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The filming of government officials while on duty is protected by the First Amendment, said the Court

The First Circuit Court of Appeals reached a crucial decision last Friday allowing the public to videotape police officers while they're on the clock.

The decision comes after a string of incidents where individuals have videotaped police officers and were arrested. Police officers across the United States believed citizens didn't have the right to videotape them as they conducted official duties, but issues like police brutality put the issue up for debate.

One instance where a citizen was arrested for videotaping an officer was when Khaliah Fitchette, a law-abiding teenager from New Jersey, boarded a bus in Newark. Two police officers boarded the bus as well to remove a drunken man. Fitchette began taping the police officers because of how they were handling the man, and a police officer instructed her to stop recording them. When Fitchette refused, she was arrested and placed in the back of a cop car for two hours while the officers took her phone to delete the video. Fitchette was then released, but she and her mother then filed suit against the Newark Police Department with the New Jersey chapter of the American Civil Liberties Union (ACLU).

Another example involves Simon Glik, a passerby on the Boston Common. He used his cell phone to tape police officers when the Boston police were punching a man. Citizens surrounding the scene were saying, "You're hurting him." Glik never interfered with the police officers' actions, but recorded the entire incident. The police officers ended up charging Glik with violating a wiretap statute that prohibits secret recording, even though the police officers admitted that they knew Glik was recording them. He was also charged with disturbing the peace and aiding the escape of a prisoner.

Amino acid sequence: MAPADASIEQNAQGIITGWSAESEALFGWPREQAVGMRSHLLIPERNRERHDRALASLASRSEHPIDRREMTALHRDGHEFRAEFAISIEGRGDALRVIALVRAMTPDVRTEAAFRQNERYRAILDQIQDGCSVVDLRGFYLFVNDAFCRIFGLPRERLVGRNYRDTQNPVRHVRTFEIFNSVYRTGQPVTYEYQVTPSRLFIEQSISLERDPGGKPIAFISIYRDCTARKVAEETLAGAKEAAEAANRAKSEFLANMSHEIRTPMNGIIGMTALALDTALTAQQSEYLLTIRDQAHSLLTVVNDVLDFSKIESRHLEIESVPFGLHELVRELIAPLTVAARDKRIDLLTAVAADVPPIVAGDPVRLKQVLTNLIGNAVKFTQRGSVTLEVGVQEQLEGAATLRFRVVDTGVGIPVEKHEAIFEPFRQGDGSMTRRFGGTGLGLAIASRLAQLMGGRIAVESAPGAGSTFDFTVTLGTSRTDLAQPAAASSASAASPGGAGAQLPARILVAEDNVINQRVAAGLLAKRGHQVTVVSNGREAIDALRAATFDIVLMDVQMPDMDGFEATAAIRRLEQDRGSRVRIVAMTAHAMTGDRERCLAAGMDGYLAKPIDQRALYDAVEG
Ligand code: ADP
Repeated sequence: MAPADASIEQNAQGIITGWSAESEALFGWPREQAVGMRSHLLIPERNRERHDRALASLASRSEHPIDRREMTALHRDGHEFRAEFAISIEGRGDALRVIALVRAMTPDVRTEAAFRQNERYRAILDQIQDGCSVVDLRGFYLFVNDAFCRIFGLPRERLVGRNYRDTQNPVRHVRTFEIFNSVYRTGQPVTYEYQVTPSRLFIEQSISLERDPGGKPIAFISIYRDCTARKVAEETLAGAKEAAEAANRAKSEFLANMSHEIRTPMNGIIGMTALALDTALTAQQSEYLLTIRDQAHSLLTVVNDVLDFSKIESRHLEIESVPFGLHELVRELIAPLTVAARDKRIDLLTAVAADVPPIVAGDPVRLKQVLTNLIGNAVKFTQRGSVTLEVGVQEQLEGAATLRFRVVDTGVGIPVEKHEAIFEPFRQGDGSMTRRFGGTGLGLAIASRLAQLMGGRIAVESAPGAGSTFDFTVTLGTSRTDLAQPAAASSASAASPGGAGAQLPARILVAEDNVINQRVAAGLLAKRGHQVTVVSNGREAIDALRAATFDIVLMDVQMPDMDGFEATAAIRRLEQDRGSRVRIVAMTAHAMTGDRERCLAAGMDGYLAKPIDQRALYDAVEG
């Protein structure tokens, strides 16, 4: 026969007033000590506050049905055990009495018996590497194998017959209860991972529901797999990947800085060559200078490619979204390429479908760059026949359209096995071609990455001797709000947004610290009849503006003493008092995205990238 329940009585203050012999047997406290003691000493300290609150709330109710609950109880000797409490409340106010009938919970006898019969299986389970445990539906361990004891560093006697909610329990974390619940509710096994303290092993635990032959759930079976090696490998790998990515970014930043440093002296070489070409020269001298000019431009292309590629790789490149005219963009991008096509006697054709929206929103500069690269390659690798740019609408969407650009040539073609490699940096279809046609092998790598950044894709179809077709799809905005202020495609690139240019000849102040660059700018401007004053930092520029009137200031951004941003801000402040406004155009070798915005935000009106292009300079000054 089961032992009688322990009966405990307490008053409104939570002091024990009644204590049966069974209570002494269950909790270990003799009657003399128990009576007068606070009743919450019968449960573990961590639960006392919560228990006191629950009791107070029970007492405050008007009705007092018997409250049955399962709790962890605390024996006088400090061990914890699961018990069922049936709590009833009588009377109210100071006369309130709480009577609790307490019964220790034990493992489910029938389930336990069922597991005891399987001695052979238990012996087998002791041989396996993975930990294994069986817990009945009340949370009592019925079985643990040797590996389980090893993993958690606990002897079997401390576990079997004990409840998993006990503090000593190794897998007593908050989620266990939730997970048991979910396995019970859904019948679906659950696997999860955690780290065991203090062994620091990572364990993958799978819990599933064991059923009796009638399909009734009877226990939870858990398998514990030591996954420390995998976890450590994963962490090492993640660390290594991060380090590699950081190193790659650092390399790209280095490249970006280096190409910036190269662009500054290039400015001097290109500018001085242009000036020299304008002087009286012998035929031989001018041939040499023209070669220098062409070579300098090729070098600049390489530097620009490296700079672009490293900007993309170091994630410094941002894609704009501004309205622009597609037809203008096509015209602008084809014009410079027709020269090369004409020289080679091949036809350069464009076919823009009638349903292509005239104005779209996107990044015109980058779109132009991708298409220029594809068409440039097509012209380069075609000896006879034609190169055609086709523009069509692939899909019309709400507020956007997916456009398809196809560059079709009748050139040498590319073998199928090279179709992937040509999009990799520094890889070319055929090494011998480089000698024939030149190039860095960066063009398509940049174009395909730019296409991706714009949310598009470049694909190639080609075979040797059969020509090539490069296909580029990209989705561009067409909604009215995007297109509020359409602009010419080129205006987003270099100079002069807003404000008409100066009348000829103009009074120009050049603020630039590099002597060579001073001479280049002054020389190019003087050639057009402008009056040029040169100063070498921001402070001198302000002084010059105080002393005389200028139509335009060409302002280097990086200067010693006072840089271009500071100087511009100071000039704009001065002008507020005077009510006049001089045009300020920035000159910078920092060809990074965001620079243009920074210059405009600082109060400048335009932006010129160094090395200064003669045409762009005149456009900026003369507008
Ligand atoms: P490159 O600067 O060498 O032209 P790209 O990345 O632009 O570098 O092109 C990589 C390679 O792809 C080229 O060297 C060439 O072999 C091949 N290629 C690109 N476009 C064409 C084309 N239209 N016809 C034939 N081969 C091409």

While all charges against Glik were dropped due to lack of merit, he still decided to join forces with the ACLU and file a civil rights suit to prevent a similar incident from occurring with others.

On Friday, August 26, 2011, the First Circuit Court of Appeals, which is New England's highest federal court just below the U.S. Supreme Court, ruled that citizens are allowed to videotape law officials while they conduct official duties.

The city's attorneys made the argument that police officers should have been exempt from a civil rights lawsuit in the first place in this case because the law is unclear as to whether there's a "constitutionally protected right to videotape police" conducting their daily duties in public.

"The filming of government officials engaged in their duties in a public place, including police officers performing their responsibilities, fits comfortably within these principles [of protected First Amendment activity].," said the Court. "Gathering information about government officials in a form that can readily be disseminated to others serves a cardinal First Amendment interest in protecting and promoting the free discussion of governmental affairs."

The Court added that the police officers should have understood this all along, and that videotaping public officials is not limited to the press.

"Moreover, changes in technology and society have made the lines between private citizen and journalist exceedingly difficult to draw," the Court continued. "The proliferation of electronic devices with video-recording capability means that many of our images of current events come from bystanders with a ready cell phone or digital camera rather than a traditional film crew, and news stories are now just as likely to be broken by a blogger at her computer as a reporter at a major newspaper. Such developments make clear why the news-gathering protections of the First Amendment cannot turn on professional credentials or status."

The Court concluded that police officers are to expect to deal with certain "burdens" as citizens practice First Amendment rights, but that there needs to be a healthy balance between police officers being videotaped while acting irresponsibly and the harassment of officers with recording devices while they're conducting their duties responsibly.

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Public vs. private
By Motoman on 8/31/2011 1:52:08 PM , Rating: 5
...if you read more about the decision, IIRC it has verbiage that seems to indicate the notion of recording police actions *in public* as being OK.

...but what if Jonny Law mistakenly busts my door down looking for a meth lab (that's actually at Dave's house across the street - but Dave's not there, man), then proceeds to shoot my dog and punch my wife? If I manage to whip out my phone and record that, in my private home, am I protected by this ruling?